Words: Louise Martin-Chew
Erub Arts on the Torres Strait’s Darnley Island has become best known internationally for producing distinctive ghost net sculptures. Created from the drifting fishing nets so damaging to the marine ecosystems which sustain life on the island, the work celebrates traditional culture with sculptural depictions of sharks, turtles, and large installations of sea creatures.
However, Erub Arts is not only about ghost net art. Other media include ceramics, painting, printing (on paper and fabric), installation and sculpture, all from a craft group established by Diann Liu at the school on Darnley Island in the early 1990s, with support lent from the local TAFE where Lynnette Griffiths was coordinator. By 2002 Griffiths had moved to Erub and together Lui and Griffiths worked towards creating an Art Centre based on sharing facilities with the school. In 2008 Erub Arts became the first Art Centre incorporated in the Torres Strait Islands; at its heart is a focus on intergenerational learning which drives the revitalisation of Erub culture.
This is evident in the variety of exhibition opportunities offered to local artists. Erub ghost net sculptures are currently part of WARWAR: The Art of Torres Strait in Newcastle, Island Futures: What lies ahead for Zenadth Kes? in Brisbane, and an exhibition at Le Havre Natural History Museum in Normandy, France which showcases the collaborative nature of the movement in which Erub Arts has been so active.
At the Darwin Aboriginal Art Fair, a bloom of ghost net jellyfish will fill the Erub Arts booth and their ghost net work that explores the extinction of the Bramble Cay melomy (a rodent resident on the coral cay in the Great Barrier Reef until 2009) is among the Telstra NATSIAA 2021 finalists. Following that, at Cairns Indigenous Art Fair, a major work celebrates the 150th anniversary of the Coming of the Light to Erub in 1871, when Christian missionaries from Lifou (New Caledonia) first landed and the word of God was accepted on their island. This sculptural installation marks the importance of this event to the community. Artist Nancy Naawi said, “It is always good to take our work down to the Cairns community. We can work and share stories together – others can see what we do.”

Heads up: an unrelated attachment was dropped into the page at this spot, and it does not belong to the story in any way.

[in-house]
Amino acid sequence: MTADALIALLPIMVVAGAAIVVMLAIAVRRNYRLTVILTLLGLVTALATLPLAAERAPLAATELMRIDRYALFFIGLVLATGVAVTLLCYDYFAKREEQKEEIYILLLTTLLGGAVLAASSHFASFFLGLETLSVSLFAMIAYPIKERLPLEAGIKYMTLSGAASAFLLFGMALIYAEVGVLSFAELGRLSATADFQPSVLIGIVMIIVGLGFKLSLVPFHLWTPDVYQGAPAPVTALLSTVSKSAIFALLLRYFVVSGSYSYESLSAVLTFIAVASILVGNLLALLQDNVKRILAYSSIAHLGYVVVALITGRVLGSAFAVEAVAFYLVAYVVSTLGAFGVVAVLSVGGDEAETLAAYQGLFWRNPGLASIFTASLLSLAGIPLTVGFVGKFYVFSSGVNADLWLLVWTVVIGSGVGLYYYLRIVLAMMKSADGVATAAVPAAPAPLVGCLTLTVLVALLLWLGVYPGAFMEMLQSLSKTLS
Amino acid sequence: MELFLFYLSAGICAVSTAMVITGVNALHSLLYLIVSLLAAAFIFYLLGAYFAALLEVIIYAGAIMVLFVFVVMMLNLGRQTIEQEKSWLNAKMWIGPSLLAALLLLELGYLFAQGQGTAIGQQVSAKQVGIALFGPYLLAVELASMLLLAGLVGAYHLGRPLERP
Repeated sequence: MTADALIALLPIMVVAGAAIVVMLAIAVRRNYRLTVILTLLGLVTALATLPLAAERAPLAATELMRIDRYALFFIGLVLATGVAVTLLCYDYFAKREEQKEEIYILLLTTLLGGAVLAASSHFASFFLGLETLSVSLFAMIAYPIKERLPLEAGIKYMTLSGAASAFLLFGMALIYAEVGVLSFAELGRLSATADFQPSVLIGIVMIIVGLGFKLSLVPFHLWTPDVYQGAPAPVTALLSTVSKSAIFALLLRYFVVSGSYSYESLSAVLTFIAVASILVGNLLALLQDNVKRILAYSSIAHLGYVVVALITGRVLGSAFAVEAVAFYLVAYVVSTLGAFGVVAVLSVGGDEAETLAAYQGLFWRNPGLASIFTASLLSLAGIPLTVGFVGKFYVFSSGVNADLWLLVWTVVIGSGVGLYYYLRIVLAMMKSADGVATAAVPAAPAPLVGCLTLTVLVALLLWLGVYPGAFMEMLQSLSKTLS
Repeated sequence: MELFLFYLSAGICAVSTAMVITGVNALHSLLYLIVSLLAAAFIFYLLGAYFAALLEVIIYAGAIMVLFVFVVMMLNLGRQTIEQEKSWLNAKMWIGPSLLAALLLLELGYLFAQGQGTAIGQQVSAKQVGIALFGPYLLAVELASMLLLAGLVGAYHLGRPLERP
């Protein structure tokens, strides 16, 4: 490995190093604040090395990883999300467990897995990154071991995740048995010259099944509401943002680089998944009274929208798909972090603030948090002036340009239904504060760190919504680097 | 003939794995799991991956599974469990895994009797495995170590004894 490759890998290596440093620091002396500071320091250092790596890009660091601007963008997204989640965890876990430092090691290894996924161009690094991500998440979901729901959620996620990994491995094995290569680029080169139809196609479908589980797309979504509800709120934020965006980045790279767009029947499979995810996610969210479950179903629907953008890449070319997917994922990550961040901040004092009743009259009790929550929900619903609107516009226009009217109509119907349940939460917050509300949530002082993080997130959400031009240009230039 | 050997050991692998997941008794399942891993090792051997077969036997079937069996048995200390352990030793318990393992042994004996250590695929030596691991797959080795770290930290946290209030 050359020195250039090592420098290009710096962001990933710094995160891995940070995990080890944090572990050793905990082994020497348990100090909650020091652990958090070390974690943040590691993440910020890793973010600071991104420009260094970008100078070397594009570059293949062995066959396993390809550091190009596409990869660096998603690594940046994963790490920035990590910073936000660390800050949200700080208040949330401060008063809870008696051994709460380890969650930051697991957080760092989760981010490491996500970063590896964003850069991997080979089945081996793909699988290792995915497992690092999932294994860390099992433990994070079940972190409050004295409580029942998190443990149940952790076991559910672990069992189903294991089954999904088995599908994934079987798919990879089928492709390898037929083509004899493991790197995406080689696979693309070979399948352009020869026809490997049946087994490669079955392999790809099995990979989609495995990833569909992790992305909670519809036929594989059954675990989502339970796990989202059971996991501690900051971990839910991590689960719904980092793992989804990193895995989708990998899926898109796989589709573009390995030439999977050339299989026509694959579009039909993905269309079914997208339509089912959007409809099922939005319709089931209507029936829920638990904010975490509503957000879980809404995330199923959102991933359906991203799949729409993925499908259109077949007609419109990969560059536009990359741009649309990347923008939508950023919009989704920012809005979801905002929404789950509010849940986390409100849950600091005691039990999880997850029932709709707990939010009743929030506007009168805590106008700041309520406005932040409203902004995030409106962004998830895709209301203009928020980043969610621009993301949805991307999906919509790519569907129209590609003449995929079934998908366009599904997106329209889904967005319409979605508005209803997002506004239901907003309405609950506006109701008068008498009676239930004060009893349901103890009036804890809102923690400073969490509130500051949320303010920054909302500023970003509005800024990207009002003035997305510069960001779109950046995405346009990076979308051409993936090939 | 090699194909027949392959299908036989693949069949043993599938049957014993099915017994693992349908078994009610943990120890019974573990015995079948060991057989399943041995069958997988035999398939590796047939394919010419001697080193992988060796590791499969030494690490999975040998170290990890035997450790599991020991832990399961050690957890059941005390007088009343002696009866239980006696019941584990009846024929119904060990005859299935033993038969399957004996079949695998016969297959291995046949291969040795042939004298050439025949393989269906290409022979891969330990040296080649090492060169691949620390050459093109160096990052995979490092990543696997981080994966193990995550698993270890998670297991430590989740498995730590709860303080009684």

Also in Cairns, works from Erub Arts are included in a survey of fabric from northern Australia. This work depicts an island feast related to the 150th Anniversary of the Coming of the Light. “The artists use multiple screens to formalise patterns in a very Pacific tradition as an important way of expressing cultural practice within community,” says Griffiths. “The meaning and story of the piece develops as each individual screen is layered and printed, all the while the artists are discussing their connections, special stories and funny anecdotes.”
The momentum continues into 2022, when ghost net art and a moving image projection from Erub Arts will be exhibited in Jakarta to raise awareness of the dangers of floating fishing nets. Also overseas, the Museum of Anthropology at the University of British Columbia, Canada has recently added ghost net daris (headdress) to its growing collection from the Torres Strait Islands.
Erub Arts is driven, according to Griffiths, by the longstanding commitment of the artists and the management team. “There has always been a clear vision fully supported by the community,” she says. The success of this model is visible in its ever-growing reach.
Image above: Erub Arts, Darnley Island from the air. Photo: Lynnette Griffiths. Courtesy: Erub Arts.
This article was originally published in Art Collector issue 97, July-September 2021.